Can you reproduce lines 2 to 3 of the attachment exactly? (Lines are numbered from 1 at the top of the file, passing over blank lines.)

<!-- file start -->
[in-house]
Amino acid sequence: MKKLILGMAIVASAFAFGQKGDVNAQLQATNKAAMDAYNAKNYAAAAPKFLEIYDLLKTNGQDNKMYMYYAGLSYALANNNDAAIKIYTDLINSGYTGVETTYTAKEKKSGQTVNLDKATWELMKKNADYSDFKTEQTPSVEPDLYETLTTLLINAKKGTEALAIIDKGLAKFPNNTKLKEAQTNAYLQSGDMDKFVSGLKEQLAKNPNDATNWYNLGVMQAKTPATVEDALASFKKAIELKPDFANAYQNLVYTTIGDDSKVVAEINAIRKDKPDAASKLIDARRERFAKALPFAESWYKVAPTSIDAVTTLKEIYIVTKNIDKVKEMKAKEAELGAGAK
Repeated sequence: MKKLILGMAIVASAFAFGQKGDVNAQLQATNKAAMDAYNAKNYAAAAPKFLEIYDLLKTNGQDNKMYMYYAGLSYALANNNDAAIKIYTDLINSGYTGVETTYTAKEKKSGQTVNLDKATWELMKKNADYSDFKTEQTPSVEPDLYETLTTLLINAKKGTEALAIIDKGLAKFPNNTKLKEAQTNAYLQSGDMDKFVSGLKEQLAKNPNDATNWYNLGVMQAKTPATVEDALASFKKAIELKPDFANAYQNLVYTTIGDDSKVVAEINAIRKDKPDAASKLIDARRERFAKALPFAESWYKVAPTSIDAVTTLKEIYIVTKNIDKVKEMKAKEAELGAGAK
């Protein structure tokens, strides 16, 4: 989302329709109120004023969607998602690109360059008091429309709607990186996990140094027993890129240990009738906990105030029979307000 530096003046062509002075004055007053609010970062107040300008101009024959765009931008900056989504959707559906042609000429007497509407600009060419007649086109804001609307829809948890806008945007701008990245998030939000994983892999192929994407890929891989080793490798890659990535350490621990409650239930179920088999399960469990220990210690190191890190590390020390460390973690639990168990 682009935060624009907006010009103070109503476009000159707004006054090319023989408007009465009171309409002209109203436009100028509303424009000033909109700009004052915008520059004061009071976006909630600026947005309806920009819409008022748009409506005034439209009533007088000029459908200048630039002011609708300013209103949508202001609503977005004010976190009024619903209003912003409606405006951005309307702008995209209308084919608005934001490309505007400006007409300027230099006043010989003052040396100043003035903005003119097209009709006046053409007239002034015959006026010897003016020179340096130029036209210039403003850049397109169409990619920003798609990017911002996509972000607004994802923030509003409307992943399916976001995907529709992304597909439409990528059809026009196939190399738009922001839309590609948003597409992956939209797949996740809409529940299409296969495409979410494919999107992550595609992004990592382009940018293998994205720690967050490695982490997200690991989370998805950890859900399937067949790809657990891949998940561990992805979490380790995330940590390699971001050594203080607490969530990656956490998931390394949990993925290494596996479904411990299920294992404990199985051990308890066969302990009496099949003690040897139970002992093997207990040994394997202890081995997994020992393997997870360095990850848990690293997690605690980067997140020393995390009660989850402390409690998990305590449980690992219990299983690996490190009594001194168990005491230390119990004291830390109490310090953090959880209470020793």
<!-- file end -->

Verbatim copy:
Amino acid sequence: MKKLILGMAIVASAFAFGQKGDVNAQLQATNKAAMDAYNAKNYAAAAPKFLEIYDLLKTNGQDNKMYMYYAGLSYALANNNDAAIKIYTDLINSGYTGVETTYTAKEKKSGQTVNLDKATWELMKKNADYSDFKTEQTPSVEPDLYETLTTLLINAKKGTEALAIIDKGLAKFPNNTKLKEAQTNAYLQSGDMDKFVSGLKEQLAKNPNDATNWYNLGVMQAKTPATVEDALASFKKAIELKPDFANAYQNLVYTTIGDDSKVVAEINAIRKDKPDAASKLIDARRERFAKALPFAESWYKVAPTSIDAVTTLKEIYIVTKNIDKVKEMKAKEAELGAGAK
Repeated sequence: MKKLILGMAIVASAFAFGQKGDVNAQLQATNKAAMDAYNAKNYAAAAPKFLEIYDLLKTNGQDNKMYMYYAGLSYALANNNDAAIKIYTDLINSGYTGVETTYTAKEKKSGQTVNLDKATWELMKKNADYSDFKTEQTPSVEPDLYETLTTLLINAKKGTEALAIIDKGLAKFPNNTKLKEAQTNAYLQSGDMDKFVSGLKEQLAKNPNDATNWYNLGVMQAKTPATVEDALASFKKAIELKPDFANAYQNLVYTTIGDDSKVVAEINAIRKDKPDAASKLIDARRERFAKALPFAESWYKVAPTSIDAVTTLKEIYIVTKNIDKVKEMKAKEAELGAGAK